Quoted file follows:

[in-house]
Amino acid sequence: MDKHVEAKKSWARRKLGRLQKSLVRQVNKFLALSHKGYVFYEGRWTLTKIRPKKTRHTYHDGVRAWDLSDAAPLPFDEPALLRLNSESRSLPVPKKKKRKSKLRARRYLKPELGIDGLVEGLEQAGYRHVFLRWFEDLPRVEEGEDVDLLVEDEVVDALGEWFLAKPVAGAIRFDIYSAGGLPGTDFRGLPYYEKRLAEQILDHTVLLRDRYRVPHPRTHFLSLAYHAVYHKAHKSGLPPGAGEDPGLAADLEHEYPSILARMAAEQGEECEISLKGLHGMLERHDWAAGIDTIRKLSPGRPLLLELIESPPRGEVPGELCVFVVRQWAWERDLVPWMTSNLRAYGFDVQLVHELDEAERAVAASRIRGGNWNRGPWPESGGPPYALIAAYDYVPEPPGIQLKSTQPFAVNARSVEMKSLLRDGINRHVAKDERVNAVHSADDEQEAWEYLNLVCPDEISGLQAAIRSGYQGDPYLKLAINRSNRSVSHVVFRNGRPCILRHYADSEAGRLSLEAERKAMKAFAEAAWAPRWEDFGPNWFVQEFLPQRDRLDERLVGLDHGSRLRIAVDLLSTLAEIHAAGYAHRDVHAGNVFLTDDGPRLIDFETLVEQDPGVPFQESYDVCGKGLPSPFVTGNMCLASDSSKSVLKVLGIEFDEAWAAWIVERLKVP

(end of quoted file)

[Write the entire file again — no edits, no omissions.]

[in-house]
Amino acid sequence: MDKHVEAKKSWARRKLGRLQKSLVRQVNKFLALSHKGYVFYEGRWTLTKIRPKKTRHTYHDGVRAWDLSDAAPLPFDEPALLRLNSESRSLPVPKKKKRKSKLRARRYLKPELGIDGLVEGLEQAGYRHVFLRWFEDLPRVEEGEDVDLLVEDEVVDALGEWFLAKPVAGAIRFDIYSAGGLPGTDFRGLPYYEKRLAEQILDHTVLLRDRYRVPHPRTHFLSLAYHAVYHKAHKSGLPPGAGEDPGLAADLEHEYPSILARMAAEQGEECEISLKGLHGMLERHDWAAGIDTIRKLSPGRPLLLELIESPPRGEVPGELCVFVVRQWAWERDLVPWMTSNLRAYGFDVQLVHELDEAERAVAASRIRGGNWNRGPWPESGGPPYALIAAYDYVPEPPGIQLKSTQPFAVNARSVEMKSLLRDGINRHVAKDERVNAVHSADDEQEAWEYLNLVCPDEISGLQAAIRSGYQGDPYLKLAINRSNRSVSHVVFRNGRPCILRHYADSEAGRLSLEAERKAMKAFAEAAWAPRWEDFGPNWFVQEFLPQRDRLDERLVGLDHGSRLRIAVDLLSTLAEIHAAGYAHRDVHAGNVFLTDDGPRLIDFETLVEQDPGVPFQESYDVCGKGLPSPFVTGNMCLASDSSKSVLKVLGIEFDEAWAAWIVERLKVP